artphoto by splunge
artphoto by TheophileEscargot
artphoto by Kronos_to_Earth
artphoto by ethylene





Mecha Wiki

Metachat Eye


IRC Channels



Comment Feed:


19 April 2007

AskMeCha: What do you know about wedding cakes? My sister has asked me to make her wedding cake. I have our grandmother's fruitcake recipe (she made the family wedding cakes for years), but as for the rest, well, I'm terrified.[More:]Luckily they're earthy types and are not going super-fancy with the wedding (though they figure there will be about 100 people). I found instructions for making a tiered cake, which doesn't look too difficult. She doesn't have a clear idea of what she wants, but seems pretty open to whatever my step-mum and I may come up with. There are a few people in his family that require a gluten-free cake so we're making one separate cake for them, which will also need to be decorated. The wedding's at the end of July, so I'll be making the fruitcakes this weekend and soaking them with rum & sherry weekly until the week before the wedding.

I have never put together a wedding cake before. Ideas? Anecdotes? Words of wisdom? Words of warning? Hope me, bunnies! Please!
How about words of encouragement? Because a fruitcake soaked in rum and sherry for months sounds heavenly.
posted by occhiblu 19 April | 12:05
My aunt used to make wedding cakes (she made mine). In the 'olden days' when my mother got married, wedding cakes used to be iced with Royal icing, which set rock hard. Nowadays it's most common to use something which in the UK is known as Regal (or fondant) icing, which is softer and can be rolled out and is far more malleable.

If you're worried about the sugarcraft aspects of it, there are shops where you can buy ready-made roses, etc. You can also hire the cake stands, if you want to keep each tier separate on little pillars or something.

There are loads and loads of suppliers, makers, etc. online for you to get ideas.

I know someone who had one cake in the traditional fruit recipe, and the other was a chocolate cake, but iced identically so it looked the same as the fruit one. The chocolate cake had to go on top of the fruit cake, as it was much lighter.

Also (this is always a huge consideration for me), if you make one of the tiers as a chocolate or vanilla sponge cake rather than a fruit cake, you can label it 'alcohol free'. There may be people who for religious or health reasons can't have a piece of the boozy fruit cake.

Oh, and if we can't have a piece of cake we want pictures instead.
posted by essexjan 19 April | 12:12
Simplify if need be. It doesn't have to be this cake.

The cake for my wedding was fairly simple as far as wedding cakes go:
≡ Click to see image ≡

One thing that stands out is that it's not round and the layers are right one on top of each other. They used real flowers instead of making them out of icing, which looks way better, IMHO, and the whole idea was to make it look like a stack of gifts, but most importantly was that the cake tasted GREAT.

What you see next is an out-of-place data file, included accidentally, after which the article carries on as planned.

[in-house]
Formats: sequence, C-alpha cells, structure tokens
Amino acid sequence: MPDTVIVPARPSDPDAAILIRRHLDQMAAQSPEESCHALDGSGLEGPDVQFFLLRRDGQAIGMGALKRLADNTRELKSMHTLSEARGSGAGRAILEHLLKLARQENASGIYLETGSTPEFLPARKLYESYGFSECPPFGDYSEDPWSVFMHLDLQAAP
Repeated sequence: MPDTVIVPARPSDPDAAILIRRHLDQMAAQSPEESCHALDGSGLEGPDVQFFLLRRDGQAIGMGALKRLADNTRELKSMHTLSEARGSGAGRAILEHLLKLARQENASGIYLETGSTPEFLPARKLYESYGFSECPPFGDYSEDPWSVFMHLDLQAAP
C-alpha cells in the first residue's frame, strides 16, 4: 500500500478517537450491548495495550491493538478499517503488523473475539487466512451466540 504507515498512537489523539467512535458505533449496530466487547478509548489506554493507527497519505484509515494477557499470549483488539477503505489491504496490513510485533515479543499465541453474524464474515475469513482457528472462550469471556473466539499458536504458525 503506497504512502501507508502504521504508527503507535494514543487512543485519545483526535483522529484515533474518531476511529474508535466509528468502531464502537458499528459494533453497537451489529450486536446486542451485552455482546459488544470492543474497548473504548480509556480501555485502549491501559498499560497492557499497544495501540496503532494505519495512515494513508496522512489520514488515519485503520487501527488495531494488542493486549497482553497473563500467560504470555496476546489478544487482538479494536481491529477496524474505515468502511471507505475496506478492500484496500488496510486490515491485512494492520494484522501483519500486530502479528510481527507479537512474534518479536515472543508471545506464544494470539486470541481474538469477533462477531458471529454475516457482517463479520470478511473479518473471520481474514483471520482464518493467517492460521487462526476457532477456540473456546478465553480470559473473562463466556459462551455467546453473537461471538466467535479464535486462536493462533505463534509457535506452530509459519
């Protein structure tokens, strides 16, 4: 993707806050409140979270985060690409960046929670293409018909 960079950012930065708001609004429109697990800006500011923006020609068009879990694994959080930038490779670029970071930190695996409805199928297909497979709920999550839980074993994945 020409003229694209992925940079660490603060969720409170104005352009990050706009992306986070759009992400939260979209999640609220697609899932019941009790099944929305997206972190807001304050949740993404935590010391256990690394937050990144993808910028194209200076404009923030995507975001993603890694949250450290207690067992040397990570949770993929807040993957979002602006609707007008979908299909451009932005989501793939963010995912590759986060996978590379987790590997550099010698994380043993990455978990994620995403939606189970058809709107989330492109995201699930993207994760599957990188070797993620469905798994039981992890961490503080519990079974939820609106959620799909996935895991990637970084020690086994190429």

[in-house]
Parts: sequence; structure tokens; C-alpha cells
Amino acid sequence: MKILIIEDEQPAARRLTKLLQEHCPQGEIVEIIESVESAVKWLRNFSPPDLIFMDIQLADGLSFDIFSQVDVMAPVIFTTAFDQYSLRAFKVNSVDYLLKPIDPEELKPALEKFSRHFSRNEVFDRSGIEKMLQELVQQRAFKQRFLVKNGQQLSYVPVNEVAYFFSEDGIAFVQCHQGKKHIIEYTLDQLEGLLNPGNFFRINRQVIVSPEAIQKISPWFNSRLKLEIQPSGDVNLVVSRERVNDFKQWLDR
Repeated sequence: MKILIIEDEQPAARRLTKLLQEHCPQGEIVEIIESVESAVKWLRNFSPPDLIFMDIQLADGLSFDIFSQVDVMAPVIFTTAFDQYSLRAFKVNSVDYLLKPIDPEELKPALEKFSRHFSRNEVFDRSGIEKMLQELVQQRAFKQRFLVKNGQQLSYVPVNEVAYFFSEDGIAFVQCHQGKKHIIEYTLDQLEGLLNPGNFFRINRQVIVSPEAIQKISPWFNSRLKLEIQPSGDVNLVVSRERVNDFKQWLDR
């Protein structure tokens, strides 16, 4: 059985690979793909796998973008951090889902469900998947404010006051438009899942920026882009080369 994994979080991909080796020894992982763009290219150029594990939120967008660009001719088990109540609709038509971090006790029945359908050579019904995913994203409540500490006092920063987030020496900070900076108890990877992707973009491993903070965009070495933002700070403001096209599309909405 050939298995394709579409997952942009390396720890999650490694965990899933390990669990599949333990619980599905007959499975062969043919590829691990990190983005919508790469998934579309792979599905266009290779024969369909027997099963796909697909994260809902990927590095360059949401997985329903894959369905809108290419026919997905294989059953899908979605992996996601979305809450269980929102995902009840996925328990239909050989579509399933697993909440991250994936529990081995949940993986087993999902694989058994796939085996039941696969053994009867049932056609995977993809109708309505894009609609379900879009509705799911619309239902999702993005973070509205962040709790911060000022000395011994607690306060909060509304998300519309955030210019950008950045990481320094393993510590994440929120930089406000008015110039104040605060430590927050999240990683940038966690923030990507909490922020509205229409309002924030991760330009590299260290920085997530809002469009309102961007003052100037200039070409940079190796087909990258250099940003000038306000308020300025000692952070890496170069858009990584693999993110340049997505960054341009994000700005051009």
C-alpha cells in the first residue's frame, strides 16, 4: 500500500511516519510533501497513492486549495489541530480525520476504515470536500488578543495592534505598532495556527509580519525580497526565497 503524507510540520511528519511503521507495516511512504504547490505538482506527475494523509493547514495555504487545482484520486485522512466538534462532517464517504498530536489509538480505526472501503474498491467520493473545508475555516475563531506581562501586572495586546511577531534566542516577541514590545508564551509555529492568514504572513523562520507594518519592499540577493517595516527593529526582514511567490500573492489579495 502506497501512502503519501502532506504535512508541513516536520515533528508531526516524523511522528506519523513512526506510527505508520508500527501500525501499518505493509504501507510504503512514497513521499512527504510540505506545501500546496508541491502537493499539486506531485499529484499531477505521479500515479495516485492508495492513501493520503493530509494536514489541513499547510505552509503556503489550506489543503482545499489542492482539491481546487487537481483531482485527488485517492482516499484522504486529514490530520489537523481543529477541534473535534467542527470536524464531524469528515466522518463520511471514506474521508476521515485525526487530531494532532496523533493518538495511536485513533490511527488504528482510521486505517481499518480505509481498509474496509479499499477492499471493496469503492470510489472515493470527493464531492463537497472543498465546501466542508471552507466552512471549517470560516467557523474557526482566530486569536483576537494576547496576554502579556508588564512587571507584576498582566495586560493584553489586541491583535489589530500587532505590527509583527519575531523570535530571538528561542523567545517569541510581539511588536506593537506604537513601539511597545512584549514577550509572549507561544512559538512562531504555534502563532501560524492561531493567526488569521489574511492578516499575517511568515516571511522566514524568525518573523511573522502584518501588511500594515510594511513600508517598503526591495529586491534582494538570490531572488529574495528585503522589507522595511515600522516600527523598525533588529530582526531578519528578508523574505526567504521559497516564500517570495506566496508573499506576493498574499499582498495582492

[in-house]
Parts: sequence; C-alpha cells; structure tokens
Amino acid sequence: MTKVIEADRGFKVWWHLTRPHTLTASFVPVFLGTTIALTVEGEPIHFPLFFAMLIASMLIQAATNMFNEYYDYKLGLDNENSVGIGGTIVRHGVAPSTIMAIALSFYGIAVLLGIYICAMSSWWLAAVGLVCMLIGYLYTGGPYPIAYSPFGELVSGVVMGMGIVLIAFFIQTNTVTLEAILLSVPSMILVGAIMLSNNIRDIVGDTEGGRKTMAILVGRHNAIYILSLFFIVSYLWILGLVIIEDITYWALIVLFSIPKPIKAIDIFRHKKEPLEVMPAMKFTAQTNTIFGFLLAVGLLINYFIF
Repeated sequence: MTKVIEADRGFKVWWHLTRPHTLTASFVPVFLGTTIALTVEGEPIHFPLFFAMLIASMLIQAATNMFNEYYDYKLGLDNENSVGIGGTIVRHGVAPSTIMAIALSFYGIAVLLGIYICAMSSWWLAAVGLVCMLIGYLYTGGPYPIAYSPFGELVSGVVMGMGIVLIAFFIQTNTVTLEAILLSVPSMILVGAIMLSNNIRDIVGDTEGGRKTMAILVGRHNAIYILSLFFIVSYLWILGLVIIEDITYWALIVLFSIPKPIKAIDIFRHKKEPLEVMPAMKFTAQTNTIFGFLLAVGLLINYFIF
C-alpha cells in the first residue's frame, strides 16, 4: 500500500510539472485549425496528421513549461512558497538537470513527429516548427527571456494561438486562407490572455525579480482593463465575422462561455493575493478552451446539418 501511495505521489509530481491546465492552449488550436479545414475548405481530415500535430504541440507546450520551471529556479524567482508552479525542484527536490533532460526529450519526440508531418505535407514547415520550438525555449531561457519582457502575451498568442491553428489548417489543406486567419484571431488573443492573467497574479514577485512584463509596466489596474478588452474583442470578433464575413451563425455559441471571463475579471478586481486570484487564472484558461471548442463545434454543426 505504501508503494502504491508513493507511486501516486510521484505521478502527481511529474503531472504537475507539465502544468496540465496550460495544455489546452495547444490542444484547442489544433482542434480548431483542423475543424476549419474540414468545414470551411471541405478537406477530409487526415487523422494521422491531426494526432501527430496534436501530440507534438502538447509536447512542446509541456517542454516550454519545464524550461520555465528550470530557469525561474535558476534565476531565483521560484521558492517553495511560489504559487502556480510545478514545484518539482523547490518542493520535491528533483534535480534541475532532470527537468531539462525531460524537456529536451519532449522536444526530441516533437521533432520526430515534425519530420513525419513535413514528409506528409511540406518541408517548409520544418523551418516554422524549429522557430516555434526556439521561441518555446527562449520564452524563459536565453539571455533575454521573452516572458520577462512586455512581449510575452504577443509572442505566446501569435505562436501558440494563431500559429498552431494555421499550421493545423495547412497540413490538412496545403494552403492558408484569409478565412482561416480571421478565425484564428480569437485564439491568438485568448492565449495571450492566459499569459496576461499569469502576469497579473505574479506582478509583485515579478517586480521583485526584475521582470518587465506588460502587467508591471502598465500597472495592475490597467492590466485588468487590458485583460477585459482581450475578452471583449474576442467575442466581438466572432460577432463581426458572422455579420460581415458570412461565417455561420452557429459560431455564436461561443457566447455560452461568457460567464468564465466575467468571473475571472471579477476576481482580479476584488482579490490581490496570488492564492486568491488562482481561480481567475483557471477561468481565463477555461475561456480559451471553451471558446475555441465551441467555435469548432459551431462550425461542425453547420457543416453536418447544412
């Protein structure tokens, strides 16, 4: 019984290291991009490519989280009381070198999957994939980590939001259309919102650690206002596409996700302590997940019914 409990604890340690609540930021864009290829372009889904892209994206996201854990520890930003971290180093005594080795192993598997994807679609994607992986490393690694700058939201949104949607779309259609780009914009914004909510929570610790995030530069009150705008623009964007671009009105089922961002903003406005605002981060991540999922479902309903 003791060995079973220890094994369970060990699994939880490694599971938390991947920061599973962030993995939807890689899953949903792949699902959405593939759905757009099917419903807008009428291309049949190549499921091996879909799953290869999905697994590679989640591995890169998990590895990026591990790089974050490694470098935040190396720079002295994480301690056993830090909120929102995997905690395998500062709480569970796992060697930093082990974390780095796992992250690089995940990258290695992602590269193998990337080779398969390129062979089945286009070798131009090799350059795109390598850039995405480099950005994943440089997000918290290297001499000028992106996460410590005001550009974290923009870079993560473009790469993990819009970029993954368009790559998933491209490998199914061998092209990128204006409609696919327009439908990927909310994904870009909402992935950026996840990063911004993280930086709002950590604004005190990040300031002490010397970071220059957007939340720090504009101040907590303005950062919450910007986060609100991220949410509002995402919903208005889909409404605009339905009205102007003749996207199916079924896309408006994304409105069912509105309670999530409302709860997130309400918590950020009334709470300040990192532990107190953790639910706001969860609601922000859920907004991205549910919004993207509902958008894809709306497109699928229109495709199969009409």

So I guess the thing is keep it simple, keep it tasty and people will remember it for that.

Best of luck!
posted by plinth 19 April | 12:14
I love that you're making fruit cake for the wedding cake. It's lovely and traditional. I was going to mention fondant also.

In my opinion taste is the most important aspect of a wedding cake.

Decorating cakes with fresh, edible flowers always looks beautiful. It's simple and elegant.

On preview: Plinth, your cake is beautiful, and you said most of what I wanted to say.
posted by LoriFLA 19 April | 12:23
I offer encouragement; what you're planning sounds wonderful!

I had friends make my wedding cake, and it turned out lovely. I second the real flowers thing, and will mention that the women who made my cake preserved pansies and roses in sugar. (They grew the flowers themselves for that express purpose, but that was taking it a bit far.)

They also wrapped the base of each tier in a wide silk ribbon, which looked very elegant.

I'll try and dig up some pics to bring when I come to visit...
posted by Specklet 19 April | 12:33
I completely agree that simple is best. Those fancy schmancy cakes look awesome, but they're nerve-wracking and easy to screw up and really, nothing beats a delicious, simple cake. Unless it's that Super Mario cake.

If you're worried about decorations, probably the easiest way to go is the rolled fondant essexjan mentioned, over the whole layer. It'll make the outside all nice and smooth and pretty. A lot of places use it, and I imagine it's easy enough to get from a supplier (or maybe even make yourself). Throw on some fresh flowers or fruit, a little piping around the edges, and you've got yourself a nice slice of pretty. Plinth's cake looks like it might have a fondant. See how nice and smooth that is? Much easier than trying to do that with buttercream and a spatula. Though the buttercream might be easier to touch up.